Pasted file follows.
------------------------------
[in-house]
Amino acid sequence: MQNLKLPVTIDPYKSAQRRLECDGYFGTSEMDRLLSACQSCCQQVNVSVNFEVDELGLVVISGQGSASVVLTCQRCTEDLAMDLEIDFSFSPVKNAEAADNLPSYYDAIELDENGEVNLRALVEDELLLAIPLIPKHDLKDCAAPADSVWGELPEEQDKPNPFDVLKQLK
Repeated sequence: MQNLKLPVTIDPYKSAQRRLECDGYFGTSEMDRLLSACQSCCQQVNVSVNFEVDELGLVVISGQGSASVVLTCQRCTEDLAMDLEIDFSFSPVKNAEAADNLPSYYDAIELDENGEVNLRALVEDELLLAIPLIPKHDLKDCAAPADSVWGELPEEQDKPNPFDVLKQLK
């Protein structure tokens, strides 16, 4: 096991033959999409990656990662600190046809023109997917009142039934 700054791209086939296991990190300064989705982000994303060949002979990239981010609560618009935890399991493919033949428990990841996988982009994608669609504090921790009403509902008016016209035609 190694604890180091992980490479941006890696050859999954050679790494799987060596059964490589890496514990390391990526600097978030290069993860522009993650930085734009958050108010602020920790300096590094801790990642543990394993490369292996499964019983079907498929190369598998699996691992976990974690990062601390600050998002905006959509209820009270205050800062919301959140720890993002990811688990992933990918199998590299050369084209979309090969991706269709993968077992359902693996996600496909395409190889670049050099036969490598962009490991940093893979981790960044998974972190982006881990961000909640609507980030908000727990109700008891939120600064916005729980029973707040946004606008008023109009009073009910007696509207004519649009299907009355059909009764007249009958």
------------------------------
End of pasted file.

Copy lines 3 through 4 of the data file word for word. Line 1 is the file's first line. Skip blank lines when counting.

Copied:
Repeated sequence: MQNLKLPVTIDPYKSAQRRLECDGYFGTSEMDRLLSACQSCCQQVNVSVNFEVDELGLVVISGQGSASVVLTCQRCTEDLAMDLEIDFSFSPVKNAEAADNLPSYYDAIELDENGEVNLRALVEDELLLAIPLIPKHDLKDCAAPADSVWGELPEEQDKPNPFDVLKQLK
């Protein structure tokens, strides 16, 4: 096991033959999409990656990662600190046809023109997917009142039934 700054791209086939296991990190300064989705982000994303060949002979990239981010609560618009935890399991493919033949428990990841996988982009994608669609504090921790009403509902008016016209035609 190694604890180091992980490479941006890696050859999954050679790494799987060596059964490589890496514990390391990526600097978030290069993860522009993650930085734009958050108010602020920790300096590094801790990642543990394993490369292996499964019983079907498929190369598998699996691992976990974690990062601390600050998002905006959509209820009270205050800062919301959140720890993002990811688990992933990918199998590299050369084209979309090969991706269709993968077992359902693996996600496909395409190889670049050099036969490598962009490991940093893979981790960044998974972190982006881990961000909640609507980030908000727990109700008891939120600064916005729980029973707040946004606008008023109009009073009910007696509207004519649009299907009355059909009764007249009958």